We all know the rest of the account.  There was a fourth man in the fire…and it was Jesus!  What a lesson for us.  He’s always with us and He promises to never leave or forsake us (Hebrews 13:5).  The account tells that Shadrach, Meshach, and Abednego were released from the fiery furnace unharmed. 

Many know this biblical account of the faith of these three young boys, but do you know the legacy of the faith of these three?  The faith of Shadrach, Meshach, and Abednego has been passed down through the centuries on the pages of Holy Scripture and more than two millennia later, during World War II, their words encouraged and empowered a war-torn nation to stand strong in the face of evil.  

Three Little Words:  “But If Not” in World War II

In late May of 1940, the German forces had closed in on and trapped more than 350,000 Allied soldiers in Dunkirk, France.  Unable to evacuate, they were facing almost certain capture by the German forces.  A British commander cabled these three words back to London, “But if not.” 

Those three little words ignited a spirit of faith and courage in the leaders of Great Britain, the English military, and the British people.  Those three little words became the battle cry of the nation. They were written on everything from posters to school books and they were spoken by the young and old.  Those three little words became a demonstration of faith and an expectation of fulfilled hope.  Those three words caused the British people to remember the lesson from Daniel 3 and the strong faith of three young boys.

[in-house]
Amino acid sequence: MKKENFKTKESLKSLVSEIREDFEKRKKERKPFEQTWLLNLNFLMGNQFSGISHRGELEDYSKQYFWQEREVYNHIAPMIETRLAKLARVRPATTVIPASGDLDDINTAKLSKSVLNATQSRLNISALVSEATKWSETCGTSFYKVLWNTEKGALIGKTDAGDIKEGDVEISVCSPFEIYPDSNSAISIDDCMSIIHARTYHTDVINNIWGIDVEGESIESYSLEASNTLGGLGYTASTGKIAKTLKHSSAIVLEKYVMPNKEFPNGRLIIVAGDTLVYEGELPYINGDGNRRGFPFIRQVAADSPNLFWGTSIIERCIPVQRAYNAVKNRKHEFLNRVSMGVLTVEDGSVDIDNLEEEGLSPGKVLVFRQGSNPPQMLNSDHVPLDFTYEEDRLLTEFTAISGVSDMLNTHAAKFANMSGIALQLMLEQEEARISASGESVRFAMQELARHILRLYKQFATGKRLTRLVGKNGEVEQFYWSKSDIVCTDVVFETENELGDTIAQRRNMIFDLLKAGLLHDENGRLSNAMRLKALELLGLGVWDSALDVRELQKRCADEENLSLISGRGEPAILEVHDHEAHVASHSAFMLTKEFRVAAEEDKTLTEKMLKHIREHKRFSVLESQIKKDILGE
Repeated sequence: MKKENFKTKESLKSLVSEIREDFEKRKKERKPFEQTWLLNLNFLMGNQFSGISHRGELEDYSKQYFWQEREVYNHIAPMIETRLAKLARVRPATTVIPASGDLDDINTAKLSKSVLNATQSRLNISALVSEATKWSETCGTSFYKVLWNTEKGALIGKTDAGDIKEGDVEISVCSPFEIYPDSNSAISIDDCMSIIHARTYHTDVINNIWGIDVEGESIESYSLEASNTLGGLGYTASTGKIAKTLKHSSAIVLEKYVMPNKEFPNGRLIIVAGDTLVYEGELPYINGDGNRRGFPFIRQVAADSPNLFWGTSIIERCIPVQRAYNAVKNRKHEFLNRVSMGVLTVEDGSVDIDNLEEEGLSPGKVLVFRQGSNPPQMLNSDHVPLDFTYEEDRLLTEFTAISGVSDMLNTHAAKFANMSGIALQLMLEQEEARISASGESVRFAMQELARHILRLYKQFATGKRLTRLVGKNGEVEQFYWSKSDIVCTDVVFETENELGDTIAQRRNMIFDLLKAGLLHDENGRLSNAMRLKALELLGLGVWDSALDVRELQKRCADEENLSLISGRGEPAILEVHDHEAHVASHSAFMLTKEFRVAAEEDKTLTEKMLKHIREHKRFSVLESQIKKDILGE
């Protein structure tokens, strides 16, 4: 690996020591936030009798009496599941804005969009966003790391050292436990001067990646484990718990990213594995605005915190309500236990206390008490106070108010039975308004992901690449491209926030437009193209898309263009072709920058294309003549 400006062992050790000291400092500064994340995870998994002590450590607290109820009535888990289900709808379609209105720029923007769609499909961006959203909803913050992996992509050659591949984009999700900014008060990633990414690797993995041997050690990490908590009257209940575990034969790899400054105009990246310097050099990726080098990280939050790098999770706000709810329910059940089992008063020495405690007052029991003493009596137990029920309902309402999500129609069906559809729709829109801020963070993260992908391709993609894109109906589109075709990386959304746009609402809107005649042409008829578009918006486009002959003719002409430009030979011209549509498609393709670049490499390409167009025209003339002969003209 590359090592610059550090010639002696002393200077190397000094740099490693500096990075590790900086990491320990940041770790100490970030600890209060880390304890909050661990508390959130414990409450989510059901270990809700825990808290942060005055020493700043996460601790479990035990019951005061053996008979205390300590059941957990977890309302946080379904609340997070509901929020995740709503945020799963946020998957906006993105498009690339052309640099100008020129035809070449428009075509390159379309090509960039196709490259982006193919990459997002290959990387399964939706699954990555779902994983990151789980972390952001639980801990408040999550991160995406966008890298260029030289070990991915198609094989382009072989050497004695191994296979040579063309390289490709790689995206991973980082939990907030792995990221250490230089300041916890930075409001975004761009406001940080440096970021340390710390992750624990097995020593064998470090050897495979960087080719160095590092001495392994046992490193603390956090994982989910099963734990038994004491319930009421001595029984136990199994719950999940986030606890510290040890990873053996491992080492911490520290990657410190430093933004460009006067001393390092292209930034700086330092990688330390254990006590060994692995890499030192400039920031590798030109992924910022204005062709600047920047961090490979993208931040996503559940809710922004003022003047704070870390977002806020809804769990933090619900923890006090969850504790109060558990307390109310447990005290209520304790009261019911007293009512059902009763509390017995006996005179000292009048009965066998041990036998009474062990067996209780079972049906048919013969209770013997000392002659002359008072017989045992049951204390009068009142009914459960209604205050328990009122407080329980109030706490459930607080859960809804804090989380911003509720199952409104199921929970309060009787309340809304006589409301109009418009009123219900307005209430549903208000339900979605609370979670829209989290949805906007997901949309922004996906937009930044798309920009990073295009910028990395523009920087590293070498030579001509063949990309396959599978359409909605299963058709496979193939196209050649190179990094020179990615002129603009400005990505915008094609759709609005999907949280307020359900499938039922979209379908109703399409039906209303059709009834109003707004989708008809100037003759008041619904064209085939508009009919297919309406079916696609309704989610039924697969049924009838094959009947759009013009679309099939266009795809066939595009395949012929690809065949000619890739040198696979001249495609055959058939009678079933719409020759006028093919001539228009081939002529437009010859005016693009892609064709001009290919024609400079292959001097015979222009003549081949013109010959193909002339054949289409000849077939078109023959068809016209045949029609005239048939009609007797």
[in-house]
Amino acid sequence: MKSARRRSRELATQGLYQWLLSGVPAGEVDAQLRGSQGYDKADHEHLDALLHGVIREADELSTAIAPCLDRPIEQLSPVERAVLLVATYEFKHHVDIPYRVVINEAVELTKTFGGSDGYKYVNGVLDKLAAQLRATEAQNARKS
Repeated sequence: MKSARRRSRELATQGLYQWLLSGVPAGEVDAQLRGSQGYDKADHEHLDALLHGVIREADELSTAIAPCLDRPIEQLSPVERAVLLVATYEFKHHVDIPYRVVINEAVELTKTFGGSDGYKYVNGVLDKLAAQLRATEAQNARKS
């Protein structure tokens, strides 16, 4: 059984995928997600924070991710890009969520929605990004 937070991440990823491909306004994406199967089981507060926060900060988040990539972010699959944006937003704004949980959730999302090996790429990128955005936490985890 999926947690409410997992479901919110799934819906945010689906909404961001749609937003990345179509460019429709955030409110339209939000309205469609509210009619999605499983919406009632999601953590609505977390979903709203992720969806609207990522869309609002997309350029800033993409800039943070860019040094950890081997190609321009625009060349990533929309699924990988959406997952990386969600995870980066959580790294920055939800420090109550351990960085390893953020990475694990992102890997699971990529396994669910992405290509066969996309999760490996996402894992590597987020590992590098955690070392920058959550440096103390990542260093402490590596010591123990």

The three little words are from the 1611 King James translation of the Hebrew Scriptures (they differ, but are similar, in other English translations). In 1940 Europe, the King James Bible was the most widely accepted and read English Bible, and the people of that time were more biblically literate than most people today.  Therefore, it is no surprise that the British leaders and people recognized the words from Daniel 3 and remembered the entire passage in which Shadrach, Meshach, and Abednego proclaimed, my God can…my God will… but if not …”  Just as those young Hebrew boys faced what seemed to be an inescapable fate, so did the Allied forces in Dunkirk in 1940. Just as Shadrach, Meshach, and Abednego proclaimed trust in God to send a miracle, so did the leaders and people of Great Britain proclaim trust that God would send them a miracle. And He did!

A Miracle of Protection

For reasons unknown, and still widely debated, the German forces halted, giving time for Allied forces to evacuate out of France and back to Great Britain. Of course, we know the real reason why the German forces halted their advance.  It was the miracle that the British people had prayed for and expected.  It was the same faith that is recorded in Daniel 3…my God can and my God will.

Do we have that kind of faith in every circumstance?   And do we remember “but if not …” and have the same kind of devotion that surrenders our will to the will of Jesus?

The next time you face a fiery trial, a terrifying test or any kind of tribulation, remember those three little words.  Let them call to mind the blessing of Daniel 3, which is the hope of knowing God’s power (my God can), God’s love and kindness (my God will)…and  God’s sovereignty over all things (but if not …).

The Rest of the Story in June 1940

With the successful evacuation of troops from France, England’s newly elected (May 10, 1940) Prime Minister Winston Churchill addressed the House of Commons of the Parliament of the United Kingdom on June 4, 1940.  In his speech, he repeatedly proclaimed a “we shall” kind of confidence.